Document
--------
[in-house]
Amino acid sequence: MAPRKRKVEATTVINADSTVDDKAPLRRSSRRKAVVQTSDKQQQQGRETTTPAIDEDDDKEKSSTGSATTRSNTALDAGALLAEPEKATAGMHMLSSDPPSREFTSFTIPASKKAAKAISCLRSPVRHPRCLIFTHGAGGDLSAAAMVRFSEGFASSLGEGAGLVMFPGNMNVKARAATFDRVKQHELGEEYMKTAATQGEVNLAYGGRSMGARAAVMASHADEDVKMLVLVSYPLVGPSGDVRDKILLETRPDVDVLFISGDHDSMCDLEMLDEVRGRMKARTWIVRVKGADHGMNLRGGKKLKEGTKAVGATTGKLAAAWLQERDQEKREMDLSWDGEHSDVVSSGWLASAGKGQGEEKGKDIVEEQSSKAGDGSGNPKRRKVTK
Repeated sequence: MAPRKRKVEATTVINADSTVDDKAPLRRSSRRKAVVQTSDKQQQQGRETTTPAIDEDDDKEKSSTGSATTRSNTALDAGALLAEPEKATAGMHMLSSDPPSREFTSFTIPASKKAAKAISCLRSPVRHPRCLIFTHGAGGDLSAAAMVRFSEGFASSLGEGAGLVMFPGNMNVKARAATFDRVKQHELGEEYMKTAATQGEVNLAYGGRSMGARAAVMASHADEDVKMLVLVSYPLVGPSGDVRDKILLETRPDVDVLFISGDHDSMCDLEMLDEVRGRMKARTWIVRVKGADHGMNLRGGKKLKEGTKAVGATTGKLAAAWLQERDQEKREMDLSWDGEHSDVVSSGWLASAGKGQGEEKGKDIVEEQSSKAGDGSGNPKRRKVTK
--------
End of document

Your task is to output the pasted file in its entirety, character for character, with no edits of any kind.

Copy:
[in-house]
Amino acid sequence: MAPRKRKVEATTVINADSTVDDKAPLRRSSRRKAVVQTSDKQQQQGRETTTPAIDEDDDKEKSSTGSATTRSNTALDAGALLAEPEKATAGMHMLSSDPPSREFTSFTIPASKKAAKAISCLRSPVRHPRCLIFTHGAGGDLSAAAMVRFSEGFASSLGEGAGLVMFPGNMNVKARAATFDRVKQHELGEEYMKTAATQGEVNLAYGGRSMGARAAVMASHADEDVKMLVLVSYPLVGPSGDVRDKILLETRPDVDVLFISGDHDSMCDLEMLDEVRGRMKARTWIVRVKGADHGMNLRGGKKLKEGTKAVGATTGKLAAAWLQERDQEKREMDLSWDGEHSDVVSSGWLASAGKGQGEEKGKDIVEEQSSKAGDGSGNPKRRKVTK
Repeated sequence: MAPRKRKVEATTVINADSTVDDKAPLRRSSRRKAVVQTSDKQQQQGRETTTPAIDEDDDKEKSSTGSATTRSNTALDAGALLAEPEKATAGMHMLSSDPPSREFTSFTIPASKKAAKAISCLRSPVRHPRCLIFTHGAGGDLSAAAMVRFSEGFASSLGEGAGLVMFPGNMNVKARAATFDRVKQHELGEEYMKTAATQGEVNLAYGGRSMGARAAVMASHADEDVKMLVLVSYPLVGPSGDVRDKILLETRPDVDVLFISGDHDSMCDLEMLDEVRGRMKARTWIVRVKGADHGMNLRGGKKLKEGTKAVGATTGKLAAAWLQERDQEKREMDLSWDGEHSDVVSSGWLASAGKGQGEEKGKDIVEEQSSKAGDGSGNPKRRKVTK